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12/18/2012

Another Voice, Briefly


Automatic Weapons?  Why?  Handguns.  Sure.  Long rifles.  Sure.  Shotguns.  Sure.  Hunting rifles.  Sure.  AR15.  Not so much.

As a civilian, one who lives in a country and society which is supposed to afford the protection of the rule of law, I do not believe that Assault Rifles are necessary. If they are military weapons, then the civilian version should be limited in its capacity to afford military levels of firepower.  Unless, of course, you're looking forward to the day when the rule of law fails, chaos erupts, and it will be necessary for you to defend yourself against your neighbors, who will come to pillage your home.  When it comes to slaughtering your neighbors, you need as much firepower as you can muster.

Mental Health?  Kids, today, grow up in a world of violence.  Video games, popular TV shows about zombies, NCIS, NCIS:LA, Rizzoli & Isles, Law & Order (in its many manifestations) - all these programs, and many more besides, depict violence or the result of violent behavior.  Halo.  Black Ops.  All of those first-person shooters on X-box, Playstation 3, etc.  60 years ago, kids played with toy guns, bows and arrows with rubber suction cups on the end, cap pistols, air rifles, bb guns.  But come supper time the toys got put away and you went home to eat - the imaginary war games, the hot afternoons of Cowboys & Indians, the secret trips to the empty field across the road to shoot your best friend's bb gun, all gave way to family time.  Supper.  Balance.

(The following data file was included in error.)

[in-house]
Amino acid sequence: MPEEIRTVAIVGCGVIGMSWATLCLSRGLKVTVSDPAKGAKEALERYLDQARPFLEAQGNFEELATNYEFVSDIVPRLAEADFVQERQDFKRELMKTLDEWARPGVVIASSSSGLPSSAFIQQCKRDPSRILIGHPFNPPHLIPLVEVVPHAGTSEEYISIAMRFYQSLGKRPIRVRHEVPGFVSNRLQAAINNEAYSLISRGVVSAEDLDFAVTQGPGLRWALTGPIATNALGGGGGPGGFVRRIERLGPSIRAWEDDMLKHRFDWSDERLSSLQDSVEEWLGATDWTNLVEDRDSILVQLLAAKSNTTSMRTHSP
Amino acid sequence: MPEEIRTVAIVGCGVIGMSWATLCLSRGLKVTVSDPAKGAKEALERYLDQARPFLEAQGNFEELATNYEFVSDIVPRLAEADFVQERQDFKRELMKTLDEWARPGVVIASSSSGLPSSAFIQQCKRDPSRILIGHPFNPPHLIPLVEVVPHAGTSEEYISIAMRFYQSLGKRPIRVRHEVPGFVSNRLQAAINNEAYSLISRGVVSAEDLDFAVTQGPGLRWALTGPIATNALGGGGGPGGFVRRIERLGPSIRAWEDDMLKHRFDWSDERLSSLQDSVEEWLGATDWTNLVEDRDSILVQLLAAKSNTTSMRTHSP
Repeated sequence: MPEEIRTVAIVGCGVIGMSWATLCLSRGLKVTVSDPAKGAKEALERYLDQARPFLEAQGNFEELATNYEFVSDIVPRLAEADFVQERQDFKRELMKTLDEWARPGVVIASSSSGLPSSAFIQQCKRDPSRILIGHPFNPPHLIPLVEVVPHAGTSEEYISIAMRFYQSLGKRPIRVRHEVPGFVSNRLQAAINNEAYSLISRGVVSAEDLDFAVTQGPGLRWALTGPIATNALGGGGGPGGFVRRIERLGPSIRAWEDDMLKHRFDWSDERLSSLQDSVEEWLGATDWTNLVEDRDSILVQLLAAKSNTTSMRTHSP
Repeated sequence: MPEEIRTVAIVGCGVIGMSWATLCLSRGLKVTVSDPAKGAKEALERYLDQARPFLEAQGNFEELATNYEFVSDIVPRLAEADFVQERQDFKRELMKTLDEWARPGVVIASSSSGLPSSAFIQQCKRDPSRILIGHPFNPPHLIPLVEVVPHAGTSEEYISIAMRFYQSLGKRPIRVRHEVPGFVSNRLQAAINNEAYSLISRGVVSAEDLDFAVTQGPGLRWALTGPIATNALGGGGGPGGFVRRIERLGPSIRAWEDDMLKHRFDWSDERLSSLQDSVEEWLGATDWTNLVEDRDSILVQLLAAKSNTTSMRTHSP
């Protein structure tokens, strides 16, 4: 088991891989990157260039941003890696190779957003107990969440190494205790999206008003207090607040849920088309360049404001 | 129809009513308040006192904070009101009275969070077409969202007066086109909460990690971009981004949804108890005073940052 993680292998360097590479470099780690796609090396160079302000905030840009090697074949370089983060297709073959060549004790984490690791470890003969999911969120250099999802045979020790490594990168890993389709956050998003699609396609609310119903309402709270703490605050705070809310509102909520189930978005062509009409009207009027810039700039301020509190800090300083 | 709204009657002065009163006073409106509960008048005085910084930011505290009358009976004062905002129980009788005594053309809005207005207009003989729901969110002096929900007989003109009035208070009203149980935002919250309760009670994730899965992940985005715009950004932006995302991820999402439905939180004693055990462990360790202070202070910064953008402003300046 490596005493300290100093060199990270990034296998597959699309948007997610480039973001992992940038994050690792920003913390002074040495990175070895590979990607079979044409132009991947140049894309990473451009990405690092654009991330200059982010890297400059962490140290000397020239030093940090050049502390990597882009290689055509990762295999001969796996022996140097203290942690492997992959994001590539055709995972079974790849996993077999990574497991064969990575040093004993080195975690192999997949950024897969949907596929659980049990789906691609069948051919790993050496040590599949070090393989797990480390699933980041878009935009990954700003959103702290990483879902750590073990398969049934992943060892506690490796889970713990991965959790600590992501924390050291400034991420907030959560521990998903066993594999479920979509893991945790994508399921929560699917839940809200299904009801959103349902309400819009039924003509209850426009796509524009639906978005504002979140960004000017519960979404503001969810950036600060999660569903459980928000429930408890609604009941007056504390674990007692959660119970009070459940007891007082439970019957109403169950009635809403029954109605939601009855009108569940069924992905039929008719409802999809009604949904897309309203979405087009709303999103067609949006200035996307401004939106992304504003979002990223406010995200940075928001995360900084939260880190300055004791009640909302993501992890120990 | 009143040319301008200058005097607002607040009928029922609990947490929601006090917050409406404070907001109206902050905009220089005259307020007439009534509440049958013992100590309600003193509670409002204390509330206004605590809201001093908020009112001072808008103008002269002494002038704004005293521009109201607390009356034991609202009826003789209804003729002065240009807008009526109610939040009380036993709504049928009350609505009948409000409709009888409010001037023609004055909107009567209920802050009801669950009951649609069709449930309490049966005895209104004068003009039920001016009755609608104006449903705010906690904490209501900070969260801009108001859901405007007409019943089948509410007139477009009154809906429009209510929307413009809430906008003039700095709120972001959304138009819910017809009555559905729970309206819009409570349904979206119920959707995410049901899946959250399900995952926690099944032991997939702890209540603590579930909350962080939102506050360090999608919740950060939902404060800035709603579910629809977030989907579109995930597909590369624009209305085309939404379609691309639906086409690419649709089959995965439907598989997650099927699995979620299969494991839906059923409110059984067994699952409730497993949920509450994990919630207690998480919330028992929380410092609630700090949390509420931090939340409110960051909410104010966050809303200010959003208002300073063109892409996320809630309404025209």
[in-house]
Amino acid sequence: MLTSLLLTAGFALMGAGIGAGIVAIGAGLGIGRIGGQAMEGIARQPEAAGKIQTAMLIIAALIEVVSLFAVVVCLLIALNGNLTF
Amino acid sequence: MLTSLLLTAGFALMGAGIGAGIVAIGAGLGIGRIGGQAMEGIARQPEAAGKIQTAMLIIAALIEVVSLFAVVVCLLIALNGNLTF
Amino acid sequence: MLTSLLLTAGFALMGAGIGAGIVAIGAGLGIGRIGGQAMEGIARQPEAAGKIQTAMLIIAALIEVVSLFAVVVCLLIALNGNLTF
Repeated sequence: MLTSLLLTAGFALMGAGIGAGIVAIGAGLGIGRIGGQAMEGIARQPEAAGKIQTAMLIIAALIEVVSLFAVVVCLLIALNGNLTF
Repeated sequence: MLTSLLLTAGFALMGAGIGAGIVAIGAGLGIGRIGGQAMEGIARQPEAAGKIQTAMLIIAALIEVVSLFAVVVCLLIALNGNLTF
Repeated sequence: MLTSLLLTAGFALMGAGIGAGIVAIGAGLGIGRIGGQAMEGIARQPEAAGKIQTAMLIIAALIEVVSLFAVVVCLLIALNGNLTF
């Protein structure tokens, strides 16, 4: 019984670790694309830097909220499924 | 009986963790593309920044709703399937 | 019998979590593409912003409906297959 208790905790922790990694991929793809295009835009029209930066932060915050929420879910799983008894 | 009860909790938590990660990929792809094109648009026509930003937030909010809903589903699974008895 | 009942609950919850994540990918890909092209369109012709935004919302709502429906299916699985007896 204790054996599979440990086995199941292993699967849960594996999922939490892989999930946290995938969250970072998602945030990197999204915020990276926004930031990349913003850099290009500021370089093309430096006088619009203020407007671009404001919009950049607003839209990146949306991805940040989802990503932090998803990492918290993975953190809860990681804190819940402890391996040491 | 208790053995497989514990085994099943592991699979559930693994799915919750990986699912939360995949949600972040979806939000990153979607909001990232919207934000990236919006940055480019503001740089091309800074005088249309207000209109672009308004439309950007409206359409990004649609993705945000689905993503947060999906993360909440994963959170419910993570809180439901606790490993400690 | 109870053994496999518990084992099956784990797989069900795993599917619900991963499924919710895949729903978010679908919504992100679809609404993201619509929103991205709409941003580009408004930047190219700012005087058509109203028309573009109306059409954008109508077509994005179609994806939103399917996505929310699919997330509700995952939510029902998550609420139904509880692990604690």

There is no balance today, in many homes.  Kids stay up half the night with that stuff.

Finding a kid with "problems" is one thing.  Finding a way to deal with that kid with problems - your kid or somebody else's kid - is the hard part.  The statistics are out there.  I can't recap them all.  But as you read them, research them, you will find more and more kids with issues are sent into the Justice System, not the virtually non-existent Mental Health system.  Juvenile Justice is deplorable.  Juvenile Mental Health is worse, in that it is virtually impossible to find for those who do not have extraordinary financial means at their disposal.

Most of us don't.

And if you stop and think about it, every one of us has known someone, at least one someone, who we were afraid would grow up to be an axe murderer.  You've known at least one kid with
"problems" - and that kid was scary.  Made you nervous.  Made you afraid.


How do you deal with someone like that?

How do you deal with a kid you're afraid to leave alone in the house?  Like Adam Lanza's mother was.

Ndinombethe.

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